Meet the gorgeous and multi-talented singer/song-writer Jerusha.

Born Jerusha Naidoo, she hails from the warm city of Durban, on the east coast of South Africa.  After chart topping singles “Are u the one?” and “For Life” off her debut album "Got To Have It" (Universal/Mama Dance), she has established herself as a South African R&B/Pop singing sensation.

Jerusha made history as the first Indian woman to break into the mainstream music industry in South Africa. Her debut single achieved the unprecedented feat of topping radio charts for six consecutive weeks. Her debut album spawned another number one hit and earned Jerusha a large following.

She has proven to be as hot on stage as on the screen and on the airwaves. Her stage career started with Cape Town based R&B girl group “Essential”. Her solo career kicked off following an appearance on the hit reality TV series Coca-Cola Popstars. She was immediately signed by Craig McGahey of Mama Dance Music and has co-billed with the likes of Ja-Rule, Freshly Ground, Danny K, Jae, Verd, Afro Z, Bianca Le Grange,Red Angel and many other top-notch artists. She was one of two South African Acts chosen by MTV for the road-show to promote the prestigious Nelson Mandela “46664” Concert to raise awareness about HIV/AIDS, a world health issue that is close to her heart. Jerusha performed in London in the SA Solidarity Festival in benefit of the Nelson Mandela Children’s Fund.

Currently based in New York, Jerusha has set her sights on international success. Her highly anticipated forthcoming album, titled Jerushalem, has been recorded in the UK, USA, Serbia, Sweden and South Africa, working with producers who have worked with the likes of Madonna, Brittany Spears and Tom Jones. One of her songs on her new album has already been covered and released in China.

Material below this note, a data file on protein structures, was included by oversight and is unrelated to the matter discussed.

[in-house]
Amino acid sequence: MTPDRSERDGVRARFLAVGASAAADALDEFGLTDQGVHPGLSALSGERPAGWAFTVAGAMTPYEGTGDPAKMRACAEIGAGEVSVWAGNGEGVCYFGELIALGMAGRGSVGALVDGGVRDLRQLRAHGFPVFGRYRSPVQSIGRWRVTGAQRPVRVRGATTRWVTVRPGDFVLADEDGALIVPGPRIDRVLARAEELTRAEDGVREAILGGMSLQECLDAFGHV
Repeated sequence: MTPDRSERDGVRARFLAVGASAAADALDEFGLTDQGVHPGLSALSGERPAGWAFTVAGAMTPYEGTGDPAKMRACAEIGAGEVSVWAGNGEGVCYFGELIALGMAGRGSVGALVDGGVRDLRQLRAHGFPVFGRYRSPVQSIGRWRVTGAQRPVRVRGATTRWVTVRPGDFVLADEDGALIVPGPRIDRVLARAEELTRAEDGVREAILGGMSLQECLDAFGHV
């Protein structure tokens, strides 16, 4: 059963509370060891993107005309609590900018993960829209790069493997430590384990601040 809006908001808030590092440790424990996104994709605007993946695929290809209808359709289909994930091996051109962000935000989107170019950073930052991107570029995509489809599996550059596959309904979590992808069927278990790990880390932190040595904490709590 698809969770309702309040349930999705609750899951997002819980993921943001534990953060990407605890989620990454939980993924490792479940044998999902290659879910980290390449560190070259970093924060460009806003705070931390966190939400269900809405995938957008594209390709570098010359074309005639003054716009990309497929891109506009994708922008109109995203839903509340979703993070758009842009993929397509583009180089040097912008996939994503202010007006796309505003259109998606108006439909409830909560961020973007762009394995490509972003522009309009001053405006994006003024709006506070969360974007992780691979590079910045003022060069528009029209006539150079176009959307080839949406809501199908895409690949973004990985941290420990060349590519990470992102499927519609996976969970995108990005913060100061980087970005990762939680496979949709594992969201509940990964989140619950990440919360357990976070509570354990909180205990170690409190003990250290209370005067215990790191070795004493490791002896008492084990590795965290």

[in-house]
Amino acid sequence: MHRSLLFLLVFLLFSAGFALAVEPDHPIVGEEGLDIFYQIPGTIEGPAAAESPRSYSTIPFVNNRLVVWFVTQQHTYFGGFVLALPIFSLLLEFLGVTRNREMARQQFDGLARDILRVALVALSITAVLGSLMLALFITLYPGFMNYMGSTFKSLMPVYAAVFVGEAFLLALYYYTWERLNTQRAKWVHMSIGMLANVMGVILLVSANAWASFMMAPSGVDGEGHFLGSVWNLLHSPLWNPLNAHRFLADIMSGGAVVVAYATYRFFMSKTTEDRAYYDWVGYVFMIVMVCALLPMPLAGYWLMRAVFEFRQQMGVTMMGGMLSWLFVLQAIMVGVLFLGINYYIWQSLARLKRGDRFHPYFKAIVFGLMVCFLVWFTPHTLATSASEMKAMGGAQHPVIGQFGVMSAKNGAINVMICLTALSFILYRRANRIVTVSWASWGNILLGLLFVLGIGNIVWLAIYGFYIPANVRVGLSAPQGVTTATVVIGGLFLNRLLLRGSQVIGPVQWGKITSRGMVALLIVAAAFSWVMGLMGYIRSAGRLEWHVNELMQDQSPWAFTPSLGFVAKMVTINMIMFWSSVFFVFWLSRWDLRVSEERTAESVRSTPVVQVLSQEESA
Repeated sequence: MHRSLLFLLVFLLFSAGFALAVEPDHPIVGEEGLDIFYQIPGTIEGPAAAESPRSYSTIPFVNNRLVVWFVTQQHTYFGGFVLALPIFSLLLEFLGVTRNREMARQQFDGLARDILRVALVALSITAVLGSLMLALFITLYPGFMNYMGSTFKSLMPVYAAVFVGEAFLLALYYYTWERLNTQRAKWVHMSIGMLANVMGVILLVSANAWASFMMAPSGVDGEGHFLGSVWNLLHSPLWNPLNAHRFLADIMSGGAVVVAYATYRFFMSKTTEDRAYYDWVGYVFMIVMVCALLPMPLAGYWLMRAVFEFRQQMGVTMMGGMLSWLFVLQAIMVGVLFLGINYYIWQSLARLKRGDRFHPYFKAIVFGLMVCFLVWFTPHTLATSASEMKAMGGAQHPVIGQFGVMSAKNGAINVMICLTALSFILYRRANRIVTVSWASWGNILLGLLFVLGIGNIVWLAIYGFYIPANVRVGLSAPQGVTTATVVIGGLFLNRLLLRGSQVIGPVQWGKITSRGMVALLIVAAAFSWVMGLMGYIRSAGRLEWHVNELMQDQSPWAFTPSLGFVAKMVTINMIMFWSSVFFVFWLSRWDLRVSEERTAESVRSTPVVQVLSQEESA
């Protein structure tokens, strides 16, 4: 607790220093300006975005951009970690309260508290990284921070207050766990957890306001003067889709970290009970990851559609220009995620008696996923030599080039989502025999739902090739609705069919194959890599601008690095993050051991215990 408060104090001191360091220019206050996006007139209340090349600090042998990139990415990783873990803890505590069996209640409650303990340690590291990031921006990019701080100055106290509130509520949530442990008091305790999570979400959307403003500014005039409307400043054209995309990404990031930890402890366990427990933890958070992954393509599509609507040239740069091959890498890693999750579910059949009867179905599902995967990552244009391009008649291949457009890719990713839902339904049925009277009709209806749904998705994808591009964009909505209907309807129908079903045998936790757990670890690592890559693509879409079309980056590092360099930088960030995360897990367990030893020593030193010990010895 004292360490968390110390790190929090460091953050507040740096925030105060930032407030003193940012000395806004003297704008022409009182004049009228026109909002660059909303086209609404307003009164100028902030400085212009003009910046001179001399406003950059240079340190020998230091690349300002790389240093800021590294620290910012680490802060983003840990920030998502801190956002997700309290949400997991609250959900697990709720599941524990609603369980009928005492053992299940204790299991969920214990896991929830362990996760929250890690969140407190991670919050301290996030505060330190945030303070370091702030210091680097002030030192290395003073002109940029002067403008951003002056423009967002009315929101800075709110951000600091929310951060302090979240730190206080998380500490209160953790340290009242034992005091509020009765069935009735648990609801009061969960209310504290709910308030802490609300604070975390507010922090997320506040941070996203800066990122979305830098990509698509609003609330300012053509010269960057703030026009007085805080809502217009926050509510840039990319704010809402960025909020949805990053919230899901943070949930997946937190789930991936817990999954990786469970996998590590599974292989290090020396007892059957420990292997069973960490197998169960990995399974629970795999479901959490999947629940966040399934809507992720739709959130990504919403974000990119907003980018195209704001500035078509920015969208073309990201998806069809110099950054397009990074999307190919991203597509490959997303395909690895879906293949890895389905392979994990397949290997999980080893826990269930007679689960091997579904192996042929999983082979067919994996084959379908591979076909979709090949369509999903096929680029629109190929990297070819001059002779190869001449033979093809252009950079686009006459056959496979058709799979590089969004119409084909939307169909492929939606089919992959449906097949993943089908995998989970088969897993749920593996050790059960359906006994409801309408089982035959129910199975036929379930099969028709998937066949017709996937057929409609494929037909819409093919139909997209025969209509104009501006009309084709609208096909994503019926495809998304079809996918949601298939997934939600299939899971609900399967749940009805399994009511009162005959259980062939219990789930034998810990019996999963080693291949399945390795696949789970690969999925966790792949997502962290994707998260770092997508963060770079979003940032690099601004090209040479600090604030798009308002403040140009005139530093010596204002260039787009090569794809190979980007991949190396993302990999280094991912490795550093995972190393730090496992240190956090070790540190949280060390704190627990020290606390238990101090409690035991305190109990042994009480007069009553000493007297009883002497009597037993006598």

When asked to describe her latest album, Jerusha explains it was a journey of self-discovery in artistic expression. Coming from a conservative cultural background, Jerusha touches on issues of gender identity, sexual orientation, sexual expression, and abandonment; topics that are ‘hushed up’ in typical South African and Indian culture. When asked about the slightly controversial title of the album Jerushalem, she explains that her mother named her partly after the city of Jerusalem, and that her name is actually Hebrew for inheritance.  “I have always found it fascinating that one city can hold such historical and religious power. Recording this album was definitely a struggle for me artistically. It has been a step in a new, bold direction. I hope people will appreciate it and see it in a positive light. The messages are simple, positive and meant to bring joy in these difficult times we live in. In addition, I hope to perform in Jerusalem one day!” 

Apart from being a talented musician, Jerusha is a practicing medical doctor. She served as a military doctor in strife-torn Liberia as a member of the United Nations humanitarian effort and was chosen by Love Life (South Africa’s largest HIV/AIDS Awareness Organization) as a role model for South Africa’s youth. She featured as an icon in Love Life’s “Get Attitude” campaign. If all of this was not enough, Jerusha also presented for popular TV Magazine program Eastern Mosaic at the International Indian Film Academy Awards in Sheffield, UK. 
 

Jerusha is donating a large percentage of her forth-coming album sales to the non-profit organization Keep A Child Alive (www.keepachildalive.org). The organization supports projects throughout Africa with a focus on children orphaned by AIDS.

She currently practices family medicine part-time in Ireland.

As a South African musician and medical doctor, Jerusha recognizes her responsibilities to her fellow South Africans and works hard to actively inspire the youth of South Africa, particularly during this time when the country is struggling to deal with the difficult problems of crime, HIV/AIDS and drug abuse. “In a post-Apartheid era, many still remain dis-empowered by social apathy and low self-esteem,” she explains. “I am the eldest of three daughters of a single mother. Having grown up in the Indian township of Chatsworth, I understand the difficulties in following one’s dream, and of trying to succeed despite the doubts and struggle that are part and parcel of growing up in a disenfranchised community”.